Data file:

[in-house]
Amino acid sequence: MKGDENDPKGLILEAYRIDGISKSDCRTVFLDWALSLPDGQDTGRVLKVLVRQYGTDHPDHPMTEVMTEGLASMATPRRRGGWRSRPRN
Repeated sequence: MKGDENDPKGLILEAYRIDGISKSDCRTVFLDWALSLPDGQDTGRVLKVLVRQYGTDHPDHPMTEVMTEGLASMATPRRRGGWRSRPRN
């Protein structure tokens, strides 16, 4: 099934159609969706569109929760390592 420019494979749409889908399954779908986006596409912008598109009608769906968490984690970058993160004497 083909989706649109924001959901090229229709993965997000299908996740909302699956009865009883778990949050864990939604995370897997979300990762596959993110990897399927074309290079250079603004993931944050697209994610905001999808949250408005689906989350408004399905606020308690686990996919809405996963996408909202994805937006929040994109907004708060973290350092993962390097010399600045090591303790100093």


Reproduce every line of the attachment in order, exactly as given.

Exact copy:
[in-house]
Amino acid sequence: MKGDENDPKGLILEAYRIDGISKSDCRTVFLDWALSLPDGQDTGRVLKVLVRQYGTDHPDHPMTEVMTEGLASMATPRRRGGWRSRPRN
Repeated sequence: MKGDENDPKGLILEAYRIDGISKSDCRTVFLDWALSLPDGQDTGRVLKVLVRQYGTDHPDHPMTEVMTEGLASMATPRRRGGWRSRPRN
């Protein structure tokens, strides 16, 4: 099934159609969706569109929760390592 420019494979749409889908399954779908986006596409912008598109009608769906968490984690970058993160004497 083909989706649109924001959901090229229709993965997000299908996740909302699956009865009883778990949050864990939604995370897997979300990762596959993110990897399927074309290079250079603004993931944050697209994610905001999808949250408005689906989350408004399905606020308690686990996919809405996963996408909202994805937006929040994109907004708060973290350092993962390097010399600045090591303790100093």